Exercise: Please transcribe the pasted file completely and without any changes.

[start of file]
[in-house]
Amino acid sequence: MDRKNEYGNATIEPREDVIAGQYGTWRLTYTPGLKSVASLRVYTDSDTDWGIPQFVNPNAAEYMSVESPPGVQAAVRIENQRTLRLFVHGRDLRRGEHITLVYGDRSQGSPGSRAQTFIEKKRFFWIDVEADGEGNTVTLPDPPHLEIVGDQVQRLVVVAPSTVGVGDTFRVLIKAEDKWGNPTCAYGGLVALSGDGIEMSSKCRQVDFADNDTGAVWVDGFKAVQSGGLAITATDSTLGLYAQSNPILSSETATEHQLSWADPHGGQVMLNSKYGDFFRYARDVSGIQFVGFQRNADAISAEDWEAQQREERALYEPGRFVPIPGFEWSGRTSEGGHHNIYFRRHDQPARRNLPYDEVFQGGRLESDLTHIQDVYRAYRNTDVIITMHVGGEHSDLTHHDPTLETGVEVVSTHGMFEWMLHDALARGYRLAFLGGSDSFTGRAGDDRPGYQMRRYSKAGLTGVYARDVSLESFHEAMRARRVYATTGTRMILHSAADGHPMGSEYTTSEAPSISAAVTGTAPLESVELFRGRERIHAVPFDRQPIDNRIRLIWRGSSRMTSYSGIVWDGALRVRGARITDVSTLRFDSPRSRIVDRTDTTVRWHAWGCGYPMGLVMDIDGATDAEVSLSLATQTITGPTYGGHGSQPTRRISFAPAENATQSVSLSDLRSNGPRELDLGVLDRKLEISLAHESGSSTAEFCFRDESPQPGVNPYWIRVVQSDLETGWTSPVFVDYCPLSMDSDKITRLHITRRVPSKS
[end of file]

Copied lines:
[in-house]
Amino acid sequence: MDRKNEYGNATIEPREDVIAGQYGTWRLTYTPGLKSVASLRVYTDSDTDWGIPQFVNPNAAEYMSVESPPGVQAAVRIENQRTLRLFVHGRDLRRGEHITLVYGDRSQGSPGSRAQTFIEKKRFFWIDVEADGEGNTVTLPDPPHLEIVGDQVQRLVVVAPSTVGVGDTFRVLIKAEDKWGNPTCAYGGLVALSGDGIEMSSKCRQVDFADNDTGAVWVDGFKAVQSGGLAITATDSTLGLYAQSNPILSSETATEHQLSWADPHGGQVMLNSKYGDFFRYARDVSGIQFVGFQRNADAISAEDWEAQQREERALYEPGRFVPIPGFEWSGRTSEGGHHNIYFRRHDQPARRNLPYDEVFQGGRLESDLTHIQDVYRAYRNTDVIITMHVGGEHSDLTHHDPTLETGVEVVSTHGMFEWMLHDALARGYRLAFLGGSDSFTGRAGDDRPGYQMRRYSKAGLTGVYARDVSLESFHEAMRARRVYATTGTRMILHSAADGHPMGSEYTTSEAPSISAAVTGTAPLESVELFRGRERIHAVPFDRQPIDNRIRLIWRGSSRMTSYSGIVWDGALRVRGARITDVSTLRFDSPRSRIVDRTDTTVRWHAWGCGYPMGLVMDIDGATDAEVSLSLATQTITGPTYGGHGSQPTRRISFAPAENATQSVSLSDLRSNGPRELDLGVLDRKLEISLAHESGSSTAEFCFRDESPQPGVNPYWIRVVQSDLETGWTSPVFVDYCPLSMDSDKITRLHITRRVPSKS